Why you need to be famous

November 1, 2009

The following is my column from my November Inspirer newsletter, now in its seventh year. To subscribe and pick up a copy of ’50 Steps to a Book in Your Hand’ please go to my website www.joparfitt.com

I often tell my students and clients that they need to be Googleable if they are to impress a publisher. I recommend that they start a blog, give talks, use social media tools and go the extra mile towards growing their network. Publishers are interested in authors with a following. If you self-publish you need an even bigger network if you are to sell your book once you have written it. You need to be famous in your field. A bit of a celebrity. Whichever route you take to market it is clear that the bigger your network the more chance there is that your contacts will buy your books. Let me tell you about two people who do this brilliantly.

Andrea Martins, founder of the fabulous free website ExpatWomen.com, flew here to the Netherlands this week from Kuala Lumpur. A long haul in many senses of the word, but one that she felt was worth the effort. Andrea came to attend, have a stand and present a workshop at the Expatica, I Am Not a Tourist fair in Amsterdam. I went along to present a workshop of my own and to help out on her stand. The fair was attended by thousands and we talked ourselves hoarse, and yes, it was worth it. As a result, hundreds of people signed up to Expatwomen, a website that supports and inspires women overseas with its success stories, features, reviews and its hugely popular confessions section. Andrea also keeps an active blog that she uses simply to ‘shout out’ about people she meets or things she learns along the way that she knows will interest her thousands of subscribers.

I only went to the fair to help out, but Andrea allowed me to take my marketing materials along and so I made some pretty decent connections myself. One of whom was the hugely inspiring Melody Biringer, who runs The Crave Company and publishes books about the things women crave in the major cities of the world. She came to Amsterdam from her usual home in Seattle, to bring the concept here. Melody attended my workshop on writing life stories and within minutes had taken out her iphone and sent a tweet to her followers about me. Melody has sent over 6000 tweets to her 2000 followers since she joined Twitter just over a year ago. But in addition, within hours she had posted a blog about what she learned at my workshop too. And tweeted about that, of course.

Sorry, have I lost you? Are you wondering what the point of this may be? It’s simple . . . Andrea and Melody are role models. They want to promote their businesses to as many people as possible, use every means they can and their effort pays dividends. As a result both are well known in their fields. Let me just remind you what it is they do to deserve such status:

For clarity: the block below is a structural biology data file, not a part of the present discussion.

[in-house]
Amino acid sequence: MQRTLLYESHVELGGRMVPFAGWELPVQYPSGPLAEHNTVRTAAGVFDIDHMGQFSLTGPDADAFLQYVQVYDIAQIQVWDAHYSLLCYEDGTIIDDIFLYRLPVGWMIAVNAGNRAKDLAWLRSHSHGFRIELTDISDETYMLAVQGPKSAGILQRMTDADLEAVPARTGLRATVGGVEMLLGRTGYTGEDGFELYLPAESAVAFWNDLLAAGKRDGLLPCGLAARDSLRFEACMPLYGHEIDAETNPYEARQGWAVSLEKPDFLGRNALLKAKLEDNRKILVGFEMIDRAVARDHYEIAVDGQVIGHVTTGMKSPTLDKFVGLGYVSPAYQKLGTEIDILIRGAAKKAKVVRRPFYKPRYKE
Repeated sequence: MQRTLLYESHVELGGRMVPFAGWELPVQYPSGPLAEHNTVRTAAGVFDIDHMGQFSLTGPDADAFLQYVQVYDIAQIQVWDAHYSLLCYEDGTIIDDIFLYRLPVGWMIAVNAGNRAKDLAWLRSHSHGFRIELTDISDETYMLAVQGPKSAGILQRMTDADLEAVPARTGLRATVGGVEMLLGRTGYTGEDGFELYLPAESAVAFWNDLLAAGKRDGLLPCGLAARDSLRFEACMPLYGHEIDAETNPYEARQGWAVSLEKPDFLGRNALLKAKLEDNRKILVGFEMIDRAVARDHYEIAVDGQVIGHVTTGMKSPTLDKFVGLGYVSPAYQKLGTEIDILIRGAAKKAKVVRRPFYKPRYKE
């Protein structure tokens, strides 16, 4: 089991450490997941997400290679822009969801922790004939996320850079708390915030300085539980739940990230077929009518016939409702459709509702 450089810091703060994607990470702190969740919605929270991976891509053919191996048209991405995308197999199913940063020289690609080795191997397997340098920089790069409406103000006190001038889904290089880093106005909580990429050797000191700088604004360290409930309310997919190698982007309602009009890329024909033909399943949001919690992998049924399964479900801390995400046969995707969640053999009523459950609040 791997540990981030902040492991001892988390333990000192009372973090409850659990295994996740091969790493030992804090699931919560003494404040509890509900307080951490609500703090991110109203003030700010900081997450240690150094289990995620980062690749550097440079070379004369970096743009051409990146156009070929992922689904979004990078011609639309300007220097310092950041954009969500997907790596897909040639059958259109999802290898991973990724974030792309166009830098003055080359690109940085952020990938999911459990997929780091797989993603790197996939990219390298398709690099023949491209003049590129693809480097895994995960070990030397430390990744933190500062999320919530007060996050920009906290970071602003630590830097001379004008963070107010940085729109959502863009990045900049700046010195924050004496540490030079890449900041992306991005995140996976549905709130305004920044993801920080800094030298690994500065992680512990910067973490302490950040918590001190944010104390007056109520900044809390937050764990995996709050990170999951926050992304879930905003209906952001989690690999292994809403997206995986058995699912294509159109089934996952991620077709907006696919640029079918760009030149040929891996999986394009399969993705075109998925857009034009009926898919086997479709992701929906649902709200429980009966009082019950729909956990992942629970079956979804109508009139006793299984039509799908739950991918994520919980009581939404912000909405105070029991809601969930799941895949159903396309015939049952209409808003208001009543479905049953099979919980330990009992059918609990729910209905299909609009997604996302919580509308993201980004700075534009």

Ten Steps to Celebrity Status

1. Attend an expo or conference
2. Run a workshop at said expo or conference
3. Find places to hand out marketing materials
4. Have a website
5. Keep a blog
6. Use Twitter and other social media tools and share stuff regularly
7. Network like crazy both on and offline, talk yourself hoarse
8. Travel if you have to
9. Offer something that people want to sign up to
10. Share what you have with others

But do you really need to be famous if you want to write a book? Isn’t that a bit over the top? No, it isn’t. You see, two days ago I was sitting drinking a rather overstrong coffee in the office of a major UK publisher, in London, talking about the ‘front list’ – the books that are in the front of bookshops, newly published and being promoted like crazy.

’95 per cent of the front list is written by celebrities,’ he said, laying both hands on the table and looking me in the eye.

‘Seriously?’ I said. ‘You are exaggerating, right?’

‘Hum,’ he pondered for a split second. ‘Actually, this time of year, it’s closer to 100 per cent.’ He leaned back in his chair and I blanched. If bookshops favour the front list then publishers favour the front list ergo we need to be famous if we are to stand a chance.

So, there you have it, from the horse’s mouth. If you want to get published you need to become a celebrity, or failing that, just famous in your field. I hope my ten tips above will help to get you started.

Warmly

Jo

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Go the extra mile

September 1, 2009

This post also appears as part of The Inspirer, my monthly newsletter, that you can sign up for at my website www.joparfitt.com.

Go the extra mile